# HIU, family income, and household characteristics

Dear IPUMS staff,

I’m sorry this may be a long question. I’m looking at the health insurance unit “HIU”, which seperates people live in the same house to smaller families based on the family relationship. HIU is usually used as a more accurate way to define “family size” and thus the eligibility of government subsidised insurance program. So I’m looking at the distribution of some household characteristics by family income, and I find there are some weired outliers for a specific income group and I’m curious why is that?

I’m using ACS 14-16 data. Here is the Stata code I used to check the distribution, which I think you can run it directly:

// I first define the poverty level for each family based on the family size //

gen FPL = hiufpgbase if hiunpers == 1

replace FPL = hiufpgbase + hiufpginc * (hiunpers - 1) if hiunpers != 1

// calcuate family income by summing up all individual’s income //

replace inctot = . if inctot == 9999999

bysort year hiuid: egen HIU_inc = total(inctot), missing

drop if HIU_inc < 0

// calculate the family income relative to FPL //

gen ratio = HIU_inc / FPL ** so ratio = 1 means family income is at 100% FPL **

// Limit the sample to people age 27-64 & family income below 200% FPL //

keep if age <= 64 & age >= 27

keep if ratio < 2

/* draw the graph to see the distribution, I use command “cmogram”, which group the people to equal size income bins and plot the average outcome of each bin. I checked some household characterstics such as age, sex, employment status */

gen male = (sex == 1)

gen employed = (empstat == 1)

cmogram age ratio, cut (1) histopts(bin(40)) scatter line(1) qfitci

cmogram male ratio, cut (1) histopts(bin(40)) scatter line(1) qfitci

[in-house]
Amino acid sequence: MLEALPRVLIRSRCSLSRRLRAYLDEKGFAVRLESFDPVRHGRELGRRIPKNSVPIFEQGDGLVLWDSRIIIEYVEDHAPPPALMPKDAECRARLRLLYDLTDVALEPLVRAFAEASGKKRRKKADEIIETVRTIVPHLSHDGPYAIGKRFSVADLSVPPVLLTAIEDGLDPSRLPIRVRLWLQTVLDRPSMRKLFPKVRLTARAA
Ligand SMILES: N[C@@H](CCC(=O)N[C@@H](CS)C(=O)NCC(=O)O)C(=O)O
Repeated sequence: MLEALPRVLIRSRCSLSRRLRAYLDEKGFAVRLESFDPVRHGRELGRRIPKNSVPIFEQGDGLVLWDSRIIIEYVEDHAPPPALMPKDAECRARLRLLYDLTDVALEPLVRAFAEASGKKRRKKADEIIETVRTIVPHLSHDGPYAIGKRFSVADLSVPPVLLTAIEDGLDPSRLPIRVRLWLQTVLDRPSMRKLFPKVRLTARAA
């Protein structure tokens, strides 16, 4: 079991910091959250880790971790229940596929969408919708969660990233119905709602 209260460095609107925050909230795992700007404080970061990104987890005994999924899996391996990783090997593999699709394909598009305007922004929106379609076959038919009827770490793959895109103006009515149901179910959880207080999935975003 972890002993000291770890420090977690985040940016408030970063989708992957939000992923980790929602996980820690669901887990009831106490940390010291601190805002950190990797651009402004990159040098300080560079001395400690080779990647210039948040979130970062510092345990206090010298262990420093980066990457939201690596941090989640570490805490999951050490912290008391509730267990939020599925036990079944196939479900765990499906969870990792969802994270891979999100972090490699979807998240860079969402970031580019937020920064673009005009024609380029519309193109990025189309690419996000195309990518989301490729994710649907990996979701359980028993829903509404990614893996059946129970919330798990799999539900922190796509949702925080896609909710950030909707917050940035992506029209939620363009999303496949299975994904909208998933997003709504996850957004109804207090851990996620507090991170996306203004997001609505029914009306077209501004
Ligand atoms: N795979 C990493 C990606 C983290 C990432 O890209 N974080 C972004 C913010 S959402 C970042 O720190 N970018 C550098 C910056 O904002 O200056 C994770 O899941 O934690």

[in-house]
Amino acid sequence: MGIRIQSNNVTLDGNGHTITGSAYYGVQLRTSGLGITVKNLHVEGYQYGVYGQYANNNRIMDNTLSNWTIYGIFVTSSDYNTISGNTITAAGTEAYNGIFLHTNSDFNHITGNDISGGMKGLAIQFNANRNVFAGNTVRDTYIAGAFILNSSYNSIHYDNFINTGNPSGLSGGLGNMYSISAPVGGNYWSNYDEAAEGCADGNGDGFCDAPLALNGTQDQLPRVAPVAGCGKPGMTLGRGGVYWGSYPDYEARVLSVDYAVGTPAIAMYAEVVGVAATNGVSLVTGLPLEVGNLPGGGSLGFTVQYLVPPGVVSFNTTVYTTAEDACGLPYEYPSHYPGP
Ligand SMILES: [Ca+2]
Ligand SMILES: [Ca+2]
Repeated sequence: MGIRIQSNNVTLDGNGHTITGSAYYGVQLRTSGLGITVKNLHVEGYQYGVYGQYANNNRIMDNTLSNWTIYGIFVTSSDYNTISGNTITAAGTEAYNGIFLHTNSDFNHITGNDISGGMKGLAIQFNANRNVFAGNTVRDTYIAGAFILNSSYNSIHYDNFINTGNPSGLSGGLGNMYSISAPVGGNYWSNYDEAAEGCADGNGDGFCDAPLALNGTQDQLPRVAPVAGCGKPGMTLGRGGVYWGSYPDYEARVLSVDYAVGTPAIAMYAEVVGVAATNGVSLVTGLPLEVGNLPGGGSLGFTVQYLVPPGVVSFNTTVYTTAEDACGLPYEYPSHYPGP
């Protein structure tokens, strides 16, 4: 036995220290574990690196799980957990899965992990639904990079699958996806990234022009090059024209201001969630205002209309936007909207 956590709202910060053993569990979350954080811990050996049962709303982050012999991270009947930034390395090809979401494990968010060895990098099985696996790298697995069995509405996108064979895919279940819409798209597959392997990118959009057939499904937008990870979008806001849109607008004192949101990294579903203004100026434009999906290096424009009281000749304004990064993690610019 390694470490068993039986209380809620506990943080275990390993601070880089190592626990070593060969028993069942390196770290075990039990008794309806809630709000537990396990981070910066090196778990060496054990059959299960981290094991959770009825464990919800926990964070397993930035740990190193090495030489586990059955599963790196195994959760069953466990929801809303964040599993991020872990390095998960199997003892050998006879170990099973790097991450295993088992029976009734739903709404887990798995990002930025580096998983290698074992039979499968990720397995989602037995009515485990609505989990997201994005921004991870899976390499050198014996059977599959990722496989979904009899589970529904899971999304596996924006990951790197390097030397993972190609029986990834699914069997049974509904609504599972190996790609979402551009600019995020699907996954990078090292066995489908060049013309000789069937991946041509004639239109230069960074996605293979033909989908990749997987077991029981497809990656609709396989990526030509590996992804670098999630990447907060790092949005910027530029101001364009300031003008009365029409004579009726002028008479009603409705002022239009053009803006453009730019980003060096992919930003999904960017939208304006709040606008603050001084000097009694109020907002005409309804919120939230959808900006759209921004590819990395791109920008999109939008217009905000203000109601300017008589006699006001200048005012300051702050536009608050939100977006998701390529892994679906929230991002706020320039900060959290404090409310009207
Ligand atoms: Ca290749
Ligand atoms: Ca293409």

cmogram employed ratio, cut (1) histopts(bin(40)) scatter line(1) qfitci

It seems that there is something wrong for people with family income around 70%-75% FPL. The age is much older, and percentage of being employed is much smaller. but being male looks fine. I also check many other outcomes, for example, marriage status, have college degree, etc, and find similar phenomenon. Do you have any idea what happen to this group of people? Since the sample size is very big, I don’t think there should be these outliers.

Thanks a lot!

What you have observed does appear to be odd. After digging into the data you are using a bit more, it looks like this clustering around 70-75% could be related to Social Security Disability Income (SSDI). Under SSDI, you must earn less than a certain amount per month. Since older people are much more likely to be disabled, it may be why you see this clustering of older individuals. Looking at the data, here are a few things that can be seen which might help to explain what you observe: HIUNPERS is, on average, smaller than for those outside of this 70-75% range, individuals with a disability were more likely to fall in this range than those without a disability, and the mean INCTOT of those in this range who received any social security income was slightly lower than those who did not receive any social security income.

I can’t say for certain what is happening here, but perhaps this information will provide some clues. You may wish to explore the data deeper using our available income and disability variables.